Sound Stories. Sound Voices.
Play Live Radio
Next Up:
0:00
0:00
Available On Air Stations
You are on the KUOW archive site. Click here to go to our current site.

Youth In Crisis Find Someone To Listen At Teen Hotline

IMG_2531.jpg
KUOW Photo / Caitlin Gaylord
/

[asset-pullquotes[{"quote": "You always feel nervous, every shift. You don't know if it's going to be a dead night and you're not going to get a call, or else you're going to get a suicide. - Colin, Teen Link Volunteer", "style": "wide"}]][asset-images[{"caption": "A volunteer at Teen Link.", "fid": "67493", "style": "card_280", "uri": "public://201408/DSC_9583.JPG", "attribution": "Credit KUOW Photo / Caitlin Gaylord"}]]The walls are covered with colorful decorations and pictures of about 80 smiling volunteers. Wires covering the desk connect computers to phone headsets. And volunteers like high school senior Colin are waiting for the phones to ring. 

Most cities have their own anonymous hotline for people in crisis. Few of these hotlines are specifically for teens and staffed by teens. At Seattle’s Teen Link, teen volunteers answer calls from teens in crisis every night. Teen Link doesn’t allow volunteers to share their last names, in order to prevent harassment.

Colin started volunteering at Teen Link this year, but he’s always been the go-to person among his friends when they have issues. “I’ve had a several friends throughout my life deal with suicide and self-harm,” he said.  

Fellow volunteer Erica, 17, also had the experience of supporting a suicidal friend when she was in middle school. “I was pretty much the only person he was talking to about it, and so I felt a lot of pressure to keep him alive on my own,” she said.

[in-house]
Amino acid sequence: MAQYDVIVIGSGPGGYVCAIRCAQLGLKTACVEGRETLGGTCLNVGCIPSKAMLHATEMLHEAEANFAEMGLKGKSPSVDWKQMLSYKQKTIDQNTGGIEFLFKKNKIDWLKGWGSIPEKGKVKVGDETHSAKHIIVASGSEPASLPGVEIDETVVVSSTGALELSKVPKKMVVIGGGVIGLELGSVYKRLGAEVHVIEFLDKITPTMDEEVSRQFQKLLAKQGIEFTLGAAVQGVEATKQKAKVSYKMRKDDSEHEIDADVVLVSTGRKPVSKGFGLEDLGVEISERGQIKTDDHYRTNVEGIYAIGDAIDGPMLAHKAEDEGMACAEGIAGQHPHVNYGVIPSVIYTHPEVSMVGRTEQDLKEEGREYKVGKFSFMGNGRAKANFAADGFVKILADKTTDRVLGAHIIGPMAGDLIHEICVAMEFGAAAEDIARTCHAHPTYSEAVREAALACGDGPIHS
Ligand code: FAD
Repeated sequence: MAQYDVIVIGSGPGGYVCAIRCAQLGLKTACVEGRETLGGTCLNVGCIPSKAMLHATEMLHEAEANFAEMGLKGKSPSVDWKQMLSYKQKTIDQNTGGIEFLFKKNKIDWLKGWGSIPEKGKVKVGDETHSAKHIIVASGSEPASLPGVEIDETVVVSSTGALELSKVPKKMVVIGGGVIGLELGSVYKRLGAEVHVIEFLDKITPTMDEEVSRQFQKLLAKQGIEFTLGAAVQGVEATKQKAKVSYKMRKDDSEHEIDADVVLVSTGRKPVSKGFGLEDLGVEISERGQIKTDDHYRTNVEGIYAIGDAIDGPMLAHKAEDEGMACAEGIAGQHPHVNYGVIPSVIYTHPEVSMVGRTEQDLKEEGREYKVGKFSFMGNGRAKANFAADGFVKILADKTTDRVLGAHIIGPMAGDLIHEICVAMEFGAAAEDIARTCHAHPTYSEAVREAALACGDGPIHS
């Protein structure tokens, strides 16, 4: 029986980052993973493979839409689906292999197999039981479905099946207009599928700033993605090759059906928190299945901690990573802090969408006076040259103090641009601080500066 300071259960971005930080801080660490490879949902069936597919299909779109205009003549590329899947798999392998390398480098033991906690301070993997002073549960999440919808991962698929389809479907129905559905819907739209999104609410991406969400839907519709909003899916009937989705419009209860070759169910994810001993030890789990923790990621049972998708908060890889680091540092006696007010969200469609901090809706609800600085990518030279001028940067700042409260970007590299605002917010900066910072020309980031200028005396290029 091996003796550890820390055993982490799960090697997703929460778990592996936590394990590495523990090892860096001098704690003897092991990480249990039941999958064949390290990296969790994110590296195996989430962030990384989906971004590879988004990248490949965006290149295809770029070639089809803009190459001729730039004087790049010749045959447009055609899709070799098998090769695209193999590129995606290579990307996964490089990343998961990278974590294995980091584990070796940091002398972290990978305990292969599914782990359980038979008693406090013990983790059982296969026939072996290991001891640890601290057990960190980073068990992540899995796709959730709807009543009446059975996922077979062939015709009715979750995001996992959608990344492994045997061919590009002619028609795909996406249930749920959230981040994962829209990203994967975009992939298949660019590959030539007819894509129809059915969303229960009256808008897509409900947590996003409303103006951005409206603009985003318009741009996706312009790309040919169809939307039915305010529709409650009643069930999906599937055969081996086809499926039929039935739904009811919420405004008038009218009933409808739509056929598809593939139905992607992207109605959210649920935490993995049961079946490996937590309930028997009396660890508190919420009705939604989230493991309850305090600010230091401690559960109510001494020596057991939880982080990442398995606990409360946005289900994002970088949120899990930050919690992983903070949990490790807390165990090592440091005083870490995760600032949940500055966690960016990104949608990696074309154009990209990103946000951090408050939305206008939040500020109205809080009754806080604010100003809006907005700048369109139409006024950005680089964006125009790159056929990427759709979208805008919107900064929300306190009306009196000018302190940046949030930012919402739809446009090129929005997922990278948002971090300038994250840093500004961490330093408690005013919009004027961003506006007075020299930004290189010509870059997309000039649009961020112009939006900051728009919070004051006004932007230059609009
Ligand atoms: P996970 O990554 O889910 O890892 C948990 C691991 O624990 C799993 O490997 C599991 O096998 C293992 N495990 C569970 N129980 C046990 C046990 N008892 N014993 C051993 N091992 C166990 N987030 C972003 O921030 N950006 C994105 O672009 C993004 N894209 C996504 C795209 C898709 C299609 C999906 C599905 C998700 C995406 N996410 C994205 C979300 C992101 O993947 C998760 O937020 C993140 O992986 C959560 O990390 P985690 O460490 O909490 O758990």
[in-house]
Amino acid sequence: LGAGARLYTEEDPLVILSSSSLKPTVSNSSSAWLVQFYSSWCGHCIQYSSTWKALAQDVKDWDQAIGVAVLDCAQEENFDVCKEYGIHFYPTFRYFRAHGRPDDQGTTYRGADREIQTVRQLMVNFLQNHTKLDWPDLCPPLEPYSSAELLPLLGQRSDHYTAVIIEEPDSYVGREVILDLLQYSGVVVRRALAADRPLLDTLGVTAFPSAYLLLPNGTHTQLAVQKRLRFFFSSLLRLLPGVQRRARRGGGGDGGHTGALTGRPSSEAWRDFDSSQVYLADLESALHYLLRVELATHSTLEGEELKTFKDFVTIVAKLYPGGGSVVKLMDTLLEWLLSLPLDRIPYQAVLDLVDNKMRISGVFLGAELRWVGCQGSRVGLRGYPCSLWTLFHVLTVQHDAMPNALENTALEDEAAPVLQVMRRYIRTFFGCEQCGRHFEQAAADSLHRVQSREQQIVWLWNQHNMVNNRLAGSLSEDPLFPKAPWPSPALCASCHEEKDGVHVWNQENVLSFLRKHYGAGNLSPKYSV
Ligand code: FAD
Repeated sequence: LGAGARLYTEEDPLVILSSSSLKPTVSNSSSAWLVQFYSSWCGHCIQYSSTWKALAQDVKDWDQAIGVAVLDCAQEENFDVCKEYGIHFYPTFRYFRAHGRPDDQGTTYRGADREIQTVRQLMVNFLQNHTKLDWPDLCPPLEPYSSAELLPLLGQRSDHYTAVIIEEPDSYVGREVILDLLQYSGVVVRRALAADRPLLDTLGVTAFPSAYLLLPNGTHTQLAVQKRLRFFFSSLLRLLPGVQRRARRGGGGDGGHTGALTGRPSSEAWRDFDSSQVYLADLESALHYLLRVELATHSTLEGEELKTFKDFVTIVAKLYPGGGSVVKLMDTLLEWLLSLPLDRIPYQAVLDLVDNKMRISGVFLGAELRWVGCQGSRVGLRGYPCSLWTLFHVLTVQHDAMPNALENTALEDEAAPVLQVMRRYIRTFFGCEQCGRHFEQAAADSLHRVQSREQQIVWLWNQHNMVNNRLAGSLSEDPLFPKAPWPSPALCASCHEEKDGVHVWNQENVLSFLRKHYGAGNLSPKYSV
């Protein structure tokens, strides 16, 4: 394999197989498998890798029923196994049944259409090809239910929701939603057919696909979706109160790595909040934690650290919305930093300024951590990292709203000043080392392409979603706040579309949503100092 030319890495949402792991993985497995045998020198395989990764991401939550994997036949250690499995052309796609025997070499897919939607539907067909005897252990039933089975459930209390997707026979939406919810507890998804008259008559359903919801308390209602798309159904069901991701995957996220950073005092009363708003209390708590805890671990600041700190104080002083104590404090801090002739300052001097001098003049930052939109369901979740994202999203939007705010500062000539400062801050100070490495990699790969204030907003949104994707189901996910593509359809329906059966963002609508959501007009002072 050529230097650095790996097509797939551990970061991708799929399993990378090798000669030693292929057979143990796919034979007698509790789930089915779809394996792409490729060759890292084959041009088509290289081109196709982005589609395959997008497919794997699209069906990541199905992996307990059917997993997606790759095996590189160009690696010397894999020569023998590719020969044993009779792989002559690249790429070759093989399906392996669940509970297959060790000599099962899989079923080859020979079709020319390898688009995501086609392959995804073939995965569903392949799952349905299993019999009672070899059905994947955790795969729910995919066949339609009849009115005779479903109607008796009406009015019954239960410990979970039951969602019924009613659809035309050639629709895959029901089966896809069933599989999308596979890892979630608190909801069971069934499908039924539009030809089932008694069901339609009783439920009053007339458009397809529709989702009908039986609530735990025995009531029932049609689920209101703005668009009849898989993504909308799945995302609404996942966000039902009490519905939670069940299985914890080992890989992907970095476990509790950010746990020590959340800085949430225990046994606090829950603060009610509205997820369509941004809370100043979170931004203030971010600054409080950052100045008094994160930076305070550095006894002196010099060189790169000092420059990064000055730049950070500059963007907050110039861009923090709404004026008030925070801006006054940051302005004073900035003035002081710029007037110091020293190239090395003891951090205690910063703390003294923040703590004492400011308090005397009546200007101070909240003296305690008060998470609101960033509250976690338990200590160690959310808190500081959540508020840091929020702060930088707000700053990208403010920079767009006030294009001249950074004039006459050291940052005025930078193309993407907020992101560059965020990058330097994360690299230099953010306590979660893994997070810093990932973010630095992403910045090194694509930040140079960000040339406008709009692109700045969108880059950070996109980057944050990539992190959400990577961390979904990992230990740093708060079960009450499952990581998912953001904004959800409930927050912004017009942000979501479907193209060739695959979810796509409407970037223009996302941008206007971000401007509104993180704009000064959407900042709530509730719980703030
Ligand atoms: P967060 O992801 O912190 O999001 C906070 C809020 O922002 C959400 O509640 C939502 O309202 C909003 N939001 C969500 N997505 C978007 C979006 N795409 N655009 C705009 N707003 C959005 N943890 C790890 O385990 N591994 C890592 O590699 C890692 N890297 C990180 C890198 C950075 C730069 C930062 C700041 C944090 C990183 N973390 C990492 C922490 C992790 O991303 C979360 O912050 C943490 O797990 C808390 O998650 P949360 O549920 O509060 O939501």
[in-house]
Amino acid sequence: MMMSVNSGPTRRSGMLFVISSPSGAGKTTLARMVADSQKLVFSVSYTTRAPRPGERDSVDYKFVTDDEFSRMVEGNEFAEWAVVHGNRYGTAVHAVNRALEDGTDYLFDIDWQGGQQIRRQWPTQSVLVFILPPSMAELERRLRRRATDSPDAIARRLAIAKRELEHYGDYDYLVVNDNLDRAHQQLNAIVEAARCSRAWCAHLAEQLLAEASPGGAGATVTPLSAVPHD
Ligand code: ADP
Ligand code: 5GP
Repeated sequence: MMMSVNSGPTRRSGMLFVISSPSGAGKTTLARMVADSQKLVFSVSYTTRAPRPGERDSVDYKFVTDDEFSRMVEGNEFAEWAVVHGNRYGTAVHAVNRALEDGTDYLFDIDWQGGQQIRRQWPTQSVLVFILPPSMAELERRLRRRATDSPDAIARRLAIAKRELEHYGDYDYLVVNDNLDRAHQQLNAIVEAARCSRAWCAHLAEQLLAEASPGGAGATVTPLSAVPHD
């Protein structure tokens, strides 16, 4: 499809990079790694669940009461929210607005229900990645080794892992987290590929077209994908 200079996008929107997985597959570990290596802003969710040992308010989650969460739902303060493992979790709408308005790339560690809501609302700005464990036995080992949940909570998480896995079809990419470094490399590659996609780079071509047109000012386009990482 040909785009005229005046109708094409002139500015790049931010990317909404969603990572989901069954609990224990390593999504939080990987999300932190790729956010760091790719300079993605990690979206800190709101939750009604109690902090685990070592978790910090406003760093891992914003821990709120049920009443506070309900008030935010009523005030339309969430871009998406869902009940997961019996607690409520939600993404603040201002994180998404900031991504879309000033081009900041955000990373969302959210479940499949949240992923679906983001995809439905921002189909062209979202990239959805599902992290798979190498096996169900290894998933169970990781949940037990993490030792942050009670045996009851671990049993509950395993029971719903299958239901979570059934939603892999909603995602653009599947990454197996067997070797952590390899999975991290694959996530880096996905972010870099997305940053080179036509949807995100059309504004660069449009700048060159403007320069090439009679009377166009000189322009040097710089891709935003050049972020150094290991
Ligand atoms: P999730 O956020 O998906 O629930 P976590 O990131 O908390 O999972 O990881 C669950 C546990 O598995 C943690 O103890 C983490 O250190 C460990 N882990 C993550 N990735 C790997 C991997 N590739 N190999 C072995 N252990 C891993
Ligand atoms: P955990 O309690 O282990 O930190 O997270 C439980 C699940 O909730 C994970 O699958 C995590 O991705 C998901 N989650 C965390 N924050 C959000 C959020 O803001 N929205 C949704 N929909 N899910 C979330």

Erica’s friend is doing much better now, but not all teens are able to overcome their issues.

Audra Letnes was the daughter of a staff member at the Crisis Clinic, the hotline for adults in King County. In 1996, Letnes was murdered by her abusive boyfriend.  At the time, resources for teens were few and far between, and so Audra’s mother started Teen Link.

[asset-pullquotes[{"quote": "Most of the time when someone has a problem, they've thought about solutions already. They don't need to hear one more thing that they've already tried.", "style": "inset"}]]Non-Judgmental Perspective

Breona Mendoza trains the volunteers at Teen Link and said it's a unique space where teens can talk to other teens and not have to feel judged or have to have the right answers.

At Teen Link, she said, teens support each other and are able to be real with each other in whatever experiences they’re going through.

Still, Erica said, a lot of teens she knows think it’s strange to call Teen Link, and instead talk to their friends about their problems. But unlike most friends, volunteers at Teen Link are trained to handle tough situations.

Mendoza criticizes what she calls our culture of advice and problem-solving.  “Most of the time when someone has a problem, they’ve thought about solutions already," she said. "They don’t need to hear one more thing that they’ve already tried. What they need is for someone to listen.”